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The letter attacked Oracle’s approach to measuring successful software licence sales.
"Customer satisfaction, relationship strength and strategic value should replace audit revenue as a key performance indicator," CCL stated in the open letter.
CCL also warned that Oracle's licence revenue could be threatened if organisations using Oracle software consider themselves at risk of being audited and charged for being under-licensed.
The campaign's open letter stated: "As more organisations mature in their governance processes, more will shy away from Oracle as an unnecessary burden to manage. Oracle needs to engineer its products and licence programmes to reduce unnecessary risk. The focus of control needs to be placed in the hands of the business, not developers."
Oracle needs to regain customer trust
CCL said Oracle was losing out because customers no longer trusted it. "Oracle is not being invited to participate in key business conversations because of mistrust. Oracle needs to step up conversations and provide clarity to regain trust," the open letter noted.
- Strategic focus
Customer satisfaction, relationship strength and strategic value should replace audit revenue as a key performance indicator.
- Audit clarity
Oracle needs to be crystal clear with audit activity and adopt the Campaign for Clear Licensing code of conduct.
- One voice please
Organisations want clarity over Oracle licence management from one voice. They don’t want to be passed between departments that don’t communicate with each other.
- Knowledge base
Oracle needs to invest in a well-organised knowledge base to educate its customers.
- Re-engineer risk
As more organisations mature in their governance processes, more will shy away from Oracle as an unnecessary burden to manage. Oracle needs to engineer its products and licence programmes to reduce unnecessary risk. The focus of control needs to be placed in the hands of the business, not developers.
- Software asset management evangelism
Oracle needs to help educate its customers to assign appropriate resource for managing software and proactively assist with licensing training and management practices around Oracle software.
Oracle is not being invited to participate in key business conversations because of mistrust. Oracle needs to step up conversations and provide clarity to regain trust.
CCL’s open letter listed seven key areas that Oracle needs to address (see side panel), including customer satisfaction, audit clarity and simpler communications with the company.
As Computer Weekly has previously reported, Oracle’s sales tactics are often regarded by buyers as aggressive.
Computer Weekly recently spoke to an organisation which faced the prospect of one of its sites being switched off due to a disagreement with Oracle over licence fees.
Oracle has previously been criticised over its virtualisation licensing. Oracle does not recognise the virtualisation software of any other supplier, which means businesses risk having to licence Oracle on every physical server the software could run on.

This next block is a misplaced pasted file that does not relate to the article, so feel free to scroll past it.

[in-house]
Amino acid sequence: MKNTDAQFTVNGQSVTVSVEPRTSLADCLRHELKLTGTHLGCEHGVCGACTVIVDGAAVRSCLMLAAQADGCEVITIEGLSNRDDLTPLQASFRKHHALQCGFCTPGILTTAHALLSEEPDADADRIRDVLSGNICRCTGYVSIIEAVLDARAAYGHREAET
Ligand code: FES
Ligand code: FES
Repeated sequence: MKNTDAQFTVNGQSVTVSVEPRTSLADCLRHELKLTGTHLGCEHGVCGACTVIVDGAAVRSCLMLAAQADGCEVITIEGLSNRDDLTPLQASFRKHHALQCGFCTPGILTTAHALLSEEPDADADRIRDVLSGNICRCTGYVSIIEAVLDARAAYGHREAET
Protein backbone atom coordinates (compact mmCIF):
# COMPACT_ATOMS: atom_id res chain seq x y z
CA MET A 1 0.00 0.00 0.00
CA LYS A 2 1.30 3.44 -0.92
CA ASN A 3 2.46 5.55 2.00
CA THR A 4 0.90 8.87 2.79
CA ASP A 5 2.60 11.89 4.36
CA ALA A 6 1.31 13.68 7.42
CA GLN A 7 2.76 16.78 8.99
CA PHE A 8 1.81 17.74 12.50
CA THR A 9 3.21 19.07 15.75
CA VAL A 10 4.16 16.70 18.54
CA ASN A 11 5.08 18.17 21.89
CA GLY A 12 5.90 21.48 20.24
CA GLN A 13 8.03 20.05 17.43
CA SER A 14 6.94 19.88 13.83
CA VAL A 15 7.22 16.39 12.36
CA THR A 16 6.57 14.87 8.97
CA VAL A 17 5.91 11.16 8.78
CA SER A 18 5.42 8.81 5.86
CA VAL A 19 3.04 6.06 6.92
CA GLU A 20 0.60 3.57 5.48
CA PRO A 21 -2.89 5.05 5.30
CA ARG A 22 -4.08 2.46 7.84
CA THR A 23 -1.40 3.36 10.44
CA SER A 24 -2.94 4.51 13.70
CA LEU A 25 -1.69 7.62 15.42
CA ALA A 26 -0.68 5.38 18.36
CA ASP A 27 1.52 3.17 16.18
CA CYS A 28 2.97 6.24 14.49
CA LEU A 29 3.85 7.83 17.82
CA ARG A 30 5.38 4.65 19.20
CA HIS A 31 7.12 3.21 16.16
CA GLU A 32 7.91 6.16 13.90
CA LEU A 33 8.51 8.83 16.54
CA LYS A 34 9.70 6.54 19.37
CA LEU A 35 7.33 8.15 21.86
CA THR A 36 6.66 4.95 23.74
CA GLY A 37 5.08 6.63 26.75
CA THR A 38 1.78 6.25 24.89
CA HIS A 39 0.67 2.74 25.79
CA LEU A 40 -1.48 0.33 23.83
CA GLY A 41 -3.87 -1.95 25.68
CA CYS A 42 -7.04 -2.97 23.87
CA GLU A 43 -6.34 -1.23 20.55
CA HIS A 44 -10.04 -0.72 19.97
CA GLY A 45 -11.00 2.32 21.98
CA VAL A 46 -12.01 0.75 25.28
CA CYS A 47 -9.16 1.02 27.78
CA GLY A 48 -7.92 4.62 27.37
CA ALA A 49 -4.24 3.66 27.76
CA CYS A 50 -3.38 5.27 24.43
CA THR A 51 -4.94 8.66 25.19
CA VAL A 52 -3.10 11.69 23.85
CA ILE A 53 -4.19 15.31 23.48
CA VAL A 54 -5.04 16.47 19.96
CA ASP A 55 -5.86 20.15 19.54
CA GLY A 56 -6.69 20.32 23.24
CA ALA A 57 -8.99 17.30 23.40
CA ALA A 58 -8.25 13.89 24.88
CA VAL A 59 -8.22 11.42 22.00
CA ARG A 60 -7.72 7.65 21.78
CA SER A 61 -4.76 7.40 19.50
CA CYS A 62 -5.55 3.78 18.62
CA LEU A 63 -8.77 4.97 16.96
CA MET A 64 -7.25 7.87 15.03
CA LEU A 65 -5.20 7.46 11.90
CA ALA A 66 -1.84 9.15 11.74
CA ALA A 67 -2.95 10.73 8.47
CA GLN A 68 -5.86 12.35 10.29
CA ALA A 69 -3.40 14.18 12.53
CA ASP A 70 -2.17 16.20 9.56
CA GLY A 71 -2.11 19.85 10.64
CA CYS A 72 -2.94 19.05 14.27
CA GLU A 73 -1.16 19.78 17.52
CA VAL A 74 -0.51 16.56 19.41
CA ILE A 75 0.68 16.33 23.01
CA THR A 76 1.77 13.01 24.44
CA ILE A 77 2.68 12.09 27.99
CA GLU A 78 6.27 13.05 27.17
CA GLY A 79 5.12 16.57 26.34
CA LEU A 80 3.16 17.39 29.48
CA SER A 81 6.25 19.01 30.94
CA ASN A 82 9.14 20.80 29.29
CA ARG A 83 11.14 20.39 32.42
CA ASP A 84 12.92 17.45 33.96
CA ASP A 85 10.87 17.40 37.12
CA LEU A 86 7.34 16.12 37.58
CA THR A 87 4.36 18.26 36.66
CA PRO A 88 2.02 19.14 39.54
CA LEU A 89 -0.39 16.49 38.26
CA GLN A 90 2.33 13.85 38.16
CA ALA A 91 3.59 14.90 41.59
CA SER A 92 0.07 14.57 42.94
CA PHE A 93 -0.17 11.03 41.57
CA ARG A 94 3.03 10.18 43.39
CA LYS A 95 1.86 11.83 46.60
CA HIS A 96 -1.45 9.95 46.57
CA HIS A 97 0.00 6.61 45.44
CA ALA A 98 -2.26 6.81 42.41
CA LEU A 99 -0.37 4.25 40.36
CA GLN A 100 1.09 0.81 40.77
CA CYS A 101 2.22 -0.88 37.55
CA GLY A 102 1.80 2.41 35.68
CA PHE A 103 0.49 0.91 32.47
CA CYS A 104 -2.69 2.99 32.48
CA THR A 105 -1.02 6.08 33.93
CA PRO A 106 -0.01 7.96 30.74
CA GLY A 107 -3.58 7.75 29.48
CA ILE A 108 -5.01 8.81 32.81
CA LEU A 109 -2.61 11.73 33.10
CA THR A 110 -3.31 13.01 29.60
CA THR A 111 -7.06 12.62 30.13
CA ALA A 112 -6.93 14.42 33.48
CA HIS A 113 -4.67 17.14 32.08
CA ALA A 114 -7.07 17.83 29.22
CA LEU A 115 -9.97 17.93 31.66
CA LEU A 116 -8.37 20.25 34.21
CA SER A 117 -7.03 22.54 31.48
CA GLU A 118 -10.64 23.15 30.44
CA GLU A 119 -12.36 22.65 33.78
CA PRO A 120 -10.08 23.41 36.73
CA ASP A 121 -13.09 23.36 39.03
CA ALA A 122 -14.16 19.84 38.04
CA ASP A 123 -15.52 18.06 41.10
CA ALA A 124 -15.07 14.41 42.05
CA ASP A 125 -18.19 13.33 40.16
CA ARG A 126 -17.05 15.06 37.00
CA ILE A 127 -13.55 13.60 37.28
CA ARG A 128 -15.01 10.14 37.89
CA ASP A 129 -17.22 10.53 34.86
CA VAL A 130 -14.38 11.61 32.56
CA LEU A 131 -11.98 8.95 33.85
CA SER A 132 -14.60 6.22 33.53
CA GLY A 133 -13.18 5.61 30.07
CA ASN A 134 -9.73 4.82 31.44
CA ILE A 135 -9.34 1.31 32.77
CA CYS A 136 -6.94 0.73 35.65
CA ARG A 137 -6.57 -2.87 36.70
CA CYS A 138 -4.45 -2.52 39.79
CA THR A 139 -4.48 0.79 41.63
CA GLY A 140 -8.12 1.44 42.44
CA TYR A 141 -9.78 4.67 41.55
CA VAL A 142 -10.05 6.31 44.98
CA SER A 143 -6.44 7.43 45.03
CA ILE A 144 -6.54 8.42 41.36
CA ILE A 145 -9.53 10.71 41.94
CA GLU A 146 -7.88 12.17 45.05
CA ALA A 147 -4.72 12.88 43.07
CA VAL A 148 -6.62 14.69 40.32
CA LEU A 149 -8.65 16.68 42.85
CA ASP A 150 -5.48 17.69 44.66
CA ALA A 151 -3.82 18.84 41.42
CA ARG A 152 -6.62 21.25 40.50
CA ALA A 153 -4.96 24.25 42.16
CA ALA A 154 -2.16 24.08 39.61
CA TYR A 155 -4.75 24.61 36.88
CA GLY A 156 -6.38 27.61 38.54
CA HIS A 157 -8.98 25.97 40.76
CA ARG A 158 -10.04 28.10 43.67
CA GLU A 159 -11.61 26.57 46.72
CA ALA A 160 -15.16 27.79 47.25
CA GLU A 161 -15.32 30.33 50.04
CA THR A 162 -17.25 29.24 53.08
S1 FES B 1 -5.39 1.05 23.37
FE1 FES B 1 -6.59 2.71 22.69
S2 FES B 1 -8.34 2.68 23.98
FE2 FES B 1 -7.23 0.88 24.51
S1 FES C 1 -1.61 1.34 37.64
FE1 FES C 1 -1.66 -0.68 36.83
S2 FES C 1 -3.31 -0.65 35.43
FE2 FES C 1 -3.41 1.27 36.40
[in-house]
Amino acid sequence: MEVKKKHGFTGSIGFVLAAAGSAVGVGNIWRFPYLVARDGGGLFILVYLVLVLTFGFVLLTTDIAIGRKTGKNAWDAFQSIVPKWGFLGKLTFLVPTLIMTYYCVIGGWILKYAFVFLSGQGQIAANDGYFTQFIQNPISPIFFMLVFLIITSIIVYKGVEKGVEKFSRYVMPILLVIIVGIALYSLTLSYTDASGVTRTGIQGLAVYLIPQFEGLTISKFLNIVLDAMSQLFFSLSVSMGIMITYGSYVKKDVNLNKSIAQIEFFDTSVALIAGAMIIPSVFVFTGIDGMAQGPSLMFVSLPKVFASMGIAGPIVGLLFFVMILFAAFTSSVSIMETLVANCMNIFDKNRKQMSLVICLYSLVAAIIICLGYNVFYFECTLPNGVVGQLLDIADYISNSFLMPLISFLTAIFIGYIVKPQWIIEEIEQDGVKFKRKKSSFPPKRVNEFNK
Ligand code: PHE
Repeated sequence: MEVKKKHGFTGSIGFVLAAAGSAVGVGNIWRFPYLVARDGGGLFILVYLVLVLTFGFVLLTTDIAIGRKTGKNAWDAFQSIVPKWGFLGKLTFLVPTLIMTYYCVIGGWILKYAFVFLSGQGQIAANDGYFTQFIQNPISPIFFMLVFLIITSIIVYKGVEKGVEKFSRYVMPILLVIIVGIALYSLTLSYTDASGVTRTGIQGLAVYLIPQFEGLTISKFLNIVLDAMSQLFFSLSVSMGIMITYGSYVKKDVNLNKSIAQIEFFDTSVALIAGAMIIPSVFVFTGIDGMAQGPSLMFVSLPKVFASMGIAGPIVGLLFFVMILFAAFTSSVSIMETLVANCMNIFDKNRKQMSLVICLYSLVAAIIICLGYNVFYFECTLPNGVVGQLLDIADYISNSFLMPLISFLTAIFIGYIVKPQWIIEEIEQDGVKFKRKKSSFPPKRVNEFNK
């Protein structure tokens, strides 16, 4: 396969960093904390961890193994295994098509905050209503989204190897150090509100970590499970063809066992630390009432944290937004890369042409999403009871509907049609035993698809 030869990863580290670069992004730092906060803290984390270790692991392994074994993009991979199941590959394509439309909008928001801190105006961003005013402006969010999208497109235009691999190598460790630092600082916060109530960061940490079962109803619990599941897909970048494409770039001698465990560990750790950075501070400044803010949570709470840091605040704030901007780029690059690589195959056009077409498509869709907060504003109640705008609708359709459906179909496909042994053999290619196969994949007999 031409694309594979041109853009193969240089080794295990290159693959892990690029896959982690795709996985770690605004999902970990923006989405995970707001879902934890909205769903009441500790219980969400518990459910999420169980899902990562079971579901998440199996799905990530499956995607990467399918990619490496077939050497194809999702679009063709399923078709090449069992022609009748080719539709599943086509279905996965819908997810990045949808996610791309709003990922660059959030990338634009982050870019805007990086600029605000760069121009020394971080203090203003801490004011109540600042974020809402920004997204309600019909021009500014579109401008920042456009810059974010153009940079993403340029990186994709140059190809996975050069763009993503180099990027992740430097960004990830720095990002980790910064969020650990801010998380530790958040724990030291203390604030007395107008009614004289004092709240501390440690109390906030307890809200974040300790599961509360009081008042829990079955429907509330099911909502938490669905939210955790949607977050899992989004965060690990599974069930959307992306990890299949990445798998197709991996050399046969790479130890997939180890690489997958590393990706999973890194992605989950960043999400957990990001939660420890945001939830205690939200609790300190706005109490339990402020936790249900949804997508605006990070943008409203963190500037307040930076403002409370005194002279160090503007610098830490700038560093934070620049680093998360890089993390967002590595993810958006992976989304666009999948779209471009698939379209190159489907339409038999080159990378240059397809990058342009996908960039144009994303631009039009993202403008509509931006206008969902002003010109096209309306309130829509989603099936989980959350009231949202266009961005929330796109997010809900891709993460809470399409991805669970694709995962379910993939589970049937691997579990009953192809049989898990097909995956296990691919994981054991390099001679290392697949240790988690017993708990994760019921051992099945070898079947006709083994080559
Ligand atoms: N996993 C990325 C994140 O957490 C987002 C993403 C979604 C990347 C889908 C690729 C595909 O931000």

Some companies facing a massive Oracle bill have set up entire physical server sites just to run Oracle software, and so avoid the licence fee Oracle charges for running its software on VMware or other non-Oracle hypervisors.
Martin Thompson, founder of the Campaign for Clear Licensing, said: "In 2015, we want to see Oracle puts in some steps to listen to the voice of its customers."
Speaking previously to Computer Weekly, Thompson said: "Based on our research and conversations over the past six months, we have found that customers’ relationships with Oracle are hostile and filled with deep-rooted mistrust."
In a CCL survey of 100 Oracle customers, published in November 2014, 92% "disagreed" or "strongly disagreed" that communication from Oracle had been clear and straightforward.
Aggressive sales targets criticised
Forrester principal analyst Duncan Jones said the main cause of audit problems is a gap between the target Oracle has given its sales staff and the real underlying demand for Oracle products.
"It is this gap, and the excessive pressure that Oracle places on sales teams to close it, that causes some reps to find creative ways to extract revenue from unwilling customers," he said.
Jones said many organisations are considering limiting the amount of Oracle they use. “Even if you end up renewing your commitment to Oracle's products, you'll be in a better negotiating position by having undertaken this review,” he added.
Jones said he often hears from software asset managers who complain that dealing with Oracle is difficult. "Now, I'm hearing that many real decision-makers, such as CIOs and their direct reports, are also reconsidering Oracle's place in their technology strategy."
Moving new projects to a non-Oracle platform is clearly easier than migrating existing software. "Threatening to direct new investment elsewhere will give you more leverage with Oracle's sales teams," he said.
According to Jones, one problem for Oracle is that it relies on anti-cloud policies to generate licence revenue, which makes the total cost of ownership of Oracle products much higher for organisations that want to harvest the full benefits of cloud.
"If Oracle changes its core policies to compete better in the cloud market it switches off the revenue tap, because customers will be able to use cloud efficiency and utilisation to process increased Oracle workloads without increasing total core capacity," he concluded.